The stock jumped 126% the next day to close at $14.96.

  • Trait #3: Cheapness.

Most people don’t know how to evaluate how cheap or expensive a microcap is.

Microcaps rarely have profits (earnings), so you can’t use a P/E ratio.

Many microcaps are also just starting to generate revenue. So, you often can’t use the popular price-to-sales valuation metric on these stocks either.

To figure out if a microcap is cheap, compare the size of the company to the size of the industry it’s going after. Then, estimate how much of that business the company can realistically capture.

Ideally, you want a tiny company with a realistic path to seizing a big share of a huge industry.

  • Trait #4: Government regulators are on the company’s side.

I’m no fan of regulations in general.

Regulation stymies innovation, allows bad businesses to thrive, and rarely accomplishes what it’s supposed to.

Now, I will step off my soapbox and say: regulation is a fact of life. And companies that benefit from government regulation can be incredible investments that carry a level of certainty you can’t find in their absence.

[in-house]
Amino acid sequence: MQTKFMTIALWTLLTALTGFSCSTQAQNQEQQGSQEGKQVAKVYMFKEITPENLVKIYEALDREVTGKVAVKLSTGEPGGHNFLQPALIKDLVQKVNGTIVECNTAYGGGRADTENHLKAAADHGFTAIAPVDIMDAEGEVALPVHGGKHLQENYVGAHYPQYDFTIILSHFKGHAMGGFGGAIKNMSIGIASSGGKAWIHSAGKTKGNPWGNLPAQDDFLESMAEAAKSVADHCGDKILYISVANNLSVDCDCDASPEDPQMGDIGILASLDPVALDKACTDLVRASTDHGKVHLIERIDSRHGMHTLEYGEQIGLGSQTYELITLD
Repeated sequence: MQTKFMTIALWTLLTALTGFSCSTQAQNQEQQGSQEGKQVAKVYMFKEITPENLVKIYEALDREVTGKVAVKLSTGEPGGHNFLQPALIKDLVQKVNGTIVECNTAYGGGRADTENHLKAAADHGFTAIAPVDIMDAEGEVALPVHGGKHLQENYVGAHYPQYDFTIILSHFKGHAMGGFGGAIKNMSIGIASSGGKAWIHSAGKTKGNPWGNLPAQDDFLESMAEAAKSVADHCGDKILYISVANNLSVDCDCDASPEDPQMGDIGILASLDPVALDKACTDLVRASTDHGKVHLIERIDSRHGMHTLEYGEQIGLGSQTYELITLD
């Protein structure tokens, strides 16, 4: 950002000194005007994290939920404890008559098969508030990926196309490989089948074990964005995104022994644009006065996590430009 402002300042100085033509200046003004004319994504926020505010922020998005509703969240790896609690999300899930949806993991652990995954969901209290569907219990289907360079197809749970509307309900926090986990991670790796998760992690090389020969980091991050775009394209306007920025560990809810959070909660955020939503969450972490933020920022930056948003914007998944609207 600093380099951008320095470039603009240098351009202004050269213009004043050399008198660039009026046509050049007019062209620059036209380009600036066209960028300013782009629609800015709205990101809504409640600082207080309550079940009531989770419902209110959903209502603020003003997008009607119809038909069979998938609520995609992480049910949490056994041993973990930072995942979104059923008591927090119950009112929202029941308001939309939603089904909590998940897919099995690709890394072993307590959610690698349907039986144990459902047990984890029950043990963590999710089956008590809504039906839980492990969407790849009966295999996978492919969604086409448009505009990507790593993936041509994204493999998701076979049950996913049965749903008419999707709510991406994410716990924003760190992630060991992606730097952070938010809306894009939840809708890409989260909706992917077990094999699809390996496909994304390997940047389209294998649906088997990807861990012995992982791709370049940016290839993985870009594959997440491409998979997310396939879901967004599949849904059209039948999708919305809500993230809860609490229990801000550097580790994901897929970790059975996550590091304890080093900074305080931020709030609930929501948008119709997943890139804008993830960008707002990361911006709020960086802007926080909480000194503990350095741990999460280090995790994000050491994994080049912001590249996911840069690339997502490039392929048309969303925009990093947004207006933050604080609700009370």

At the extreme, regulators can FORCE the market to buy a company’s products. Remember when Obamacare was passed in 2010, forcing Americans to buy health insurance?

The three biggest health insurance stocks in the US—UnitedHealth Group, Anthem (now Elevance Health), and Cigna—went on to rise 1,017%, 262%, and 490%.

Obamacare propelled health insurance stocks to their best decade in history.

In short: The government can effectively force a stock to go up with regulations.

My latest “EV” microcap play has all the traits I look for...

It’s cheap, it has a great CEO, and it has an upcoming “catalyst.” Also, the government is 100% on its side—and it has a key patented technology.

I’ll tell you all about it tomorrow at 9 am EST. Watch your inbox for an email from me titled: “The $2 EV Stock I told you about…”

Chris Wood
Editor, Project 5X